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When we think about Medtronic MiniMed, insulin pumps usually come to mind. That makes sense, because MiniMed was among the first to market an insulin pump and today dominates the U.S. market with more than a 70 percent share.
Medtronic MiniMed’s monitor business is much less well known, but it will potentially help many more people with diabetes. The company was the first to offer a monitor to continuously sense glucose levels in interstitial fluid, the Continuous Glucose Monitoring System or CGMS.
The CGMS has serious limitations. Although it records glucose levels every five minutes for up to three days, it’s not really a home unit, because you have to go to your doctor’s office to download the readings.
With its second monitor, the Paradigm Link, Medtronic MiniMed connects pumps and monitors for the first time. This is the first monitor for wireless communication with insulin pumps, the Paradigm 515 and 715 pumps.
The Paradigm Link is a blood glucose meter, not a continuous monitor. But the CGMS and the Paradigm Link are just the beginning. The company is working now on three more monitors, and all of them will continuously sense glucose levels.
The first of these monitors, the Guardian Continuous Glucose Monitoring System, will probably become available in the next few months. The Guardian will sound an alarm when your glucose levels go too high or too low.
But the Guardian won’t display any readings on the screen or show your glucose trend. That will have to wait for Medtronic MiniMed’s next monitor, the Guardian RT.
Those letters “RT” stand for “real time.” The Guardian RT system is a personal continuous glucose monitoring system, providing realtime glucose values and adjustable alarm levels.
Medtronic MiniMed will sell the Guardian RT only in Canada and Europe. That’s because the company plans to provide an even more powerful monitor here. It doesn’t have a name yet, but the company is referring to it as the “next generation Guardian System.”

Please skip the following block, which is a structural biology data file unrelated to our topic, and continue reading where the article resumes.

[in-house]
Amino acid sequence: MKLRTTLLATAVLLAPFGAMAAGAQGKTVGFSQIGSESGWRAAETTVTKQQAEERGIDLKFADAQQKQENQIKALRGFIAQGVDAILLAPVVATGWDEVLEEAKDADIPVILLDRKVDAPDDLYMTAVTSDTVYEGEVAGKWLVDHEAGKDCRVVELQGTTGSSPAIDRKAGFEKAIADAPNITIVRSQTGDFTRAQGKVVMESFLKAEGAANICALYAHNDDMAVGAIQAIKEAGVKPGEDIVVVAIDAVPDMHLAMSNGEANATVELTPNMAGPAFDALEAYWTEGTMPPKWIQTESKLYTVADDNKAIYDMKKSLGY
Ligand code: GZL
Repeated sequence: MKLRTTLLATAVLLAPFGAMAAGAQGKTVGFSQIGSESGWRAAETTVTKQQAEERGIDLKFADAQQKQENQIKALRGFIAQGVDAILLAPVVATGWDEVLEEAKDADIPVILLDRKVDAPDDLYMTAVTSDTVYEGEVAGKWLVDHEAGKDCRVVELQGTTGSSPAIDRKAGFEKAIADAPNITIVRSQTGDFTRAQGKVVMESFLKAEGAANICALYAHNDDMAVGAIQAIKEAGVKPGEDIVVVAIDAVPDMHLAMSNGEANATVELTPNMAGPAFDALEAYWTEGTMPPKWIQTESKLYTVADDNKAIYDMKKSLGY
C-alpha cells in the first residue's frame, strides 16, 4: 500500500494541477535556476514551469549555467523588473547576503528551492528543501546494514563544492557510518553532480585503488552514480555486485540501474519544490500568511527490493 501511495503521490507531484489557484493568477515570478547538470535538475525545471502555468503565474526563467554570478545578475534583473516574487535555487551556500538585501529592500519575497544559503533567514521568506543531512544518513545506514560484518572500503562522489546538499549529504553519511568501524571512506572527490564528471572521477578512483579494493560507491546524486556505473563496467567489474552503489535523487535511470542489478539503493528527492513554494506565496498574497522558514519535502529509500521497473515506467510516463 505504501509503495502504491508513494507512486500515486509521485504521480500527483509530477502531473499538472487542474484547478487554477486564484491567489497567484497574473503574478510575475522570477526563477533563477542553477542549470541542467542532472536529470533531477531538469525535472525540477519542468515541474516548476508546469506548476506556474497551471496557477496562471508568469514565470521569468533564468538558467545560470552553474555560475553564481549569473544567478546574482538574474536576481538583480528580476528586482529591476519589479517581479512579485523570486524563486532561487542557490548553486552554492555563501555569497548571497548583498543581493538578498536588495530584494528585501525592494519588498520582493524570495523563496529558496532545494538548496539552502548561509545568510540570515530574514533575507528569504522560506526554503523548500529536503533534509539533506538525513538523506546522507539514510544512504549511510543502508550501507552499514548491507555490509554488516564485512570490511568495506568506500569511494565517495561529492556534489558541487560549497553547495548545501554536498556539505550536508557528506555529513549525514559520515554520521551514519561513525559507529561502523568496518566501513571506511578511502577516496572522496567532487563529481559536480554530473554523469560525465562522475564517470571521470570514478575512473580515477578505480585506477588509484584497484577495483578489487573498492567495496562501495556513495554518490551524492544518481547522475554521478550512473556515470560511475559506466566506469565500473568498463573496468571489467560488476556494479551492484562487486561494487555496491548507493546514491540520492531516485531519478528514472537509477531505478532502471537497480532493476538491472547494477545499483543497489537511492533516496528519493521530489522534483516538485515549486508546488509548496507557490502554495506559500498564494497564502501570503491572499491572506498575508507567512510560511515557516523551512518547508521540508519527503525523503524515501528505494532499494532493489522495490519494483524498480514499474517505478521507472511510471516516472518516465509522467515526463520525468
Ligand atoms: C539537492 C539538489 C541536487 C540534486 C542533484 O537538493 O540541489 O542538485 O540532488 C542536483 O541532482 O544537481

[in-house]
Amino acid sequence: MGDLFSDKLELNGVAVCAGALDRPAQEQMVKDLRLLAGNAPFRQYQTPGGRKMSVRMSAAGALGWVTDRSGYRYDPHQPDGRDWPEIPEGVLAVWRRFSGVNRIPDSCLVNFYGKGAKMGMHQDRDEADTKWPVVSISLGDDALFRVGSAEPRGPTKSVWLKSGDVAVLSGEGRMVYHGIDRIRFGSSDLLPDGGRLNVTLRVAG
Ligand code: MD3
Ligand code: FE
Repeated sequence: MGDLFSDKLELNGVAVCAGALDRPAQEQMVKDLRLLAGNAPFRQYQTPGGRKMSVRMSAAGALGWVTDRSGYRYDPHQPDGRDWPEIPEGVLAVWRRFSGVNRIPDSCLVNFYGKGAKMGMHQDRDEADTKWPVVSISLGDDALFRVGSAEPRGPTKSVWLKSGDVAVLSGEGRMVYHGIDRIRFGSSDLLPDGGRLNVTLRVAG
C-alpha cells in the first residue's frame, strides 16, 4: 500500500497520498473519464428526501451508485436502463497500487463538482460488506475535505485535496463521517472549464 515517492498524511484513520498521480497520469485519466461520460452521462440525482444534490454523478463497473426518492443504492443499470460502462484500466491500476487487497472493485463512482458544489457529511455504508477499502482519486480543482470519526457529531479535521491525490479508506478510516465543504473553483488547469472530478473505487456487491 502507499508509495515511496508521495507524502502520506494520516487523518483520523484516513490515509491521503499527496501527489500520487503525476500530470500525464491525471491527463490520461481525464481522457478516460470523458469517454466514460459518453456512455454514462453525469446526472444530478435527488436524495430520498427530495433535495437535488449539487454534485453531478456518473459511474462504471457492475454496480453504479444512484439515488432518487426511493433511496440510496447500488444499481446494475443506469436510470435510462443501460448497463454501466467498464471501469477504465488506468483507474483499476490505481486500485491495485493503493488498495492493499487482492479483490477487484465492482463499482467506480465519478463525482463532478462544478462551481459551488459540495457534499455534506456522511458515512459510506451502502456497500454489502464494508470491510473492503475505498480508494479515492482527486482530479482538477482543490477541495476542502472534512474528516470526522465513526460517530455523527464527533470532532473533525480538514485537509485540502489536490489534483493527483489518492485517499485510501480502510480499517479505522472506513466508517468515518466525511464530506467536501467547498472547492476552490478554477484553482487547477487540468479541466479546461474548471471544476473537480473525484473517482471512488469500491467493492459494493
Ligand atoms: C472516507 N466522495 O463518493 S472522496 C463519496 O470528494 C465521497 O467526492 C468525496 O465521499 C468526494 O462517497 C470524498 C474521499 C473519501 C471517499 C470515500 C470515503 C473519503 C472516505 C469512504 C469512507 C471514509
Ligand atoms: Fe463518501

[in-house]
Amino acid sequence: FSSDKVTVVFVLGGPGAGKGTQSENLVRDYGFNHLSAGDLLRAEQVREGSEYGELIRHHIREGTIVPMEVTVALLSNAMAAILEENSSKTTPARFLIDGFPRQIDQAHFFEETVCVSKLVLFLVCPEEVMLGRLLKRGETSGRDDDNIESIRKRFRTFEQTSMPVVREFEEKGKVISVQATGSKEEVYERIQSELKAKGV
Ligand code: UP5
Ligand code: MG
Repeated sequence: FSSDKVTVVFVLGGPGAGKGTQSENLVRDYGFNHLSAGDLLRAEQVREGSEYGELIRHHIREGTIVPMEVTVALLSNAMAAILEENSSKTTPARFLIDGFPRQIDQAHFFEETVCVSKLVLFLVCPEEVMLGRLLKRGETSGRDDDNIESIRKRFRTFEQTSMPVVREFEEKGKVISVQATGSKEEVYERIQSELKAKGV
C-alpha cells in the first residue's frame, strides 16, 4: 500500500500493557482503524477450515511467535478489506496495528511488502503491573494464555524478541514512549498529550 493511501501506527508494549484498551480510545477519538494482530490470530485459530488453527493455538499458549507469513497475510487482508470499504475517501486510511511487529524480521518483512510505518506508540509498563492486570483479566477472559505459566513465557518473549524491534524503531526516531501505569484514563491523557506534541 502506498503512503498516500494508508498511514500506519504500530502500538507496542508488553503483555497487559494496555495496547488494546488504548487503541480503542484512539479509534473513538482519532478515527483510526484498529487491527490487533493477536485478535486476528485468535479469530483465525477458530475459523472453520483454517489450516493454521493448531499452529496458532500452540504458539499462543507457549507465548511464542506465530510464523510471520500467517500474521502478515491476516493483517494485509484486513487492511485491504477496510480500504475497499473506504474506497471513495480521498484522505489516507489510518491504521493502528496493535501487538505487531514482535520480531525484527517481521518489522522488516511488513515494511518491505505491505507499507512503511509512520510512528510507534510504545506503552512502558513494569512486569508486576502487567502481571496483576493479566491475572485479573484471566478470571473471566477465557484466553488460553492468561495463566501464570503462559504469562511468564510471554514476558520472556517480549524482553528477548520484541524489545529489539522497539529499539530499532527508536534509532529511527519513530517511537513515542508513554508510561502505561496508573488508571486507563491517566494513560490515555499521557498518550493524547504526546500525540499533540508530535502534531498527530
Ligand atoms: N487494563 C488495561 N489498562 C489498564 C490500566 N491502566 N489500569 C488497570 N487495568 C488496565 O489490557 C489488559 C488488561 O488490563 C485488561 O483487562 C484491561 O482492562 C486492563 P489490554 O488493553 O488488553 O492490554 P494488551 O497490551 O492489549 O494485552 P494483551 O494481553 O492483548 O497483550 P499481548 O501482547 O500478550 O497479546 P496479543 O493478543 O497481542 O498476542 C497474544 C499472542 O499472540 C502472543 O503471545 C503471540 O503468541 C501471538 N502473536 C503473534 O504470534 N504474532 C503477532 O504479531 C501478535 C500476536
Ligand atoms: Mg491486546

This next generation monitor will not only provide real-time results and adjustable alarms for highs and lows, it will also trend graphs. The company will offer it in the United States, Canada and Europe.
Getting it just right takes time. The next generation Guardian won’t be available this year, says Deanne McLaughlin, communications manager for Medtronic Diabetes. Maybe in 2006, she says.
The company’s goal has always been to build a closed-loop artificial pancreas. It will combine an insulin pump with a continuous glucose monitor, which will provide feedback to the pump telling it to deliver just the right amount of insulin in response to the glucose level that the monitor detects. The next generation Guardian will move much closer to that goal.
The Continuous Advantage
Having real-time glucose readings is like watching a feature film for the first time after a lifetime of seeing only still frames. With real-time data, we can learn about the effects of diet and exercise on our glucose control. Furthermore, we can take action earlier to reduce the severity and duration of glucose levels that are too high or too low.
Real-time readings come from monitors, not meters, in Medtronic MiniMed’s terminology. A meter takes a snapshot of your blood glucose level at one point in time. It is random and you can’t be sure when to test. But when you use a continuous glucose monitor, you are testing all the time and get a moving picture that correlates with your life.
Apr 1, 2005
Diabetes Health is the essential resource for people living with diabetes- both newly diagnosed and experienced as well as the professionals who care for them. We provide balanced expert news and information on living healthfully with diabetes. Each issue includes cutting-edge editorial coverage of new products, research, treatment options, and meaningful lifestyle issues.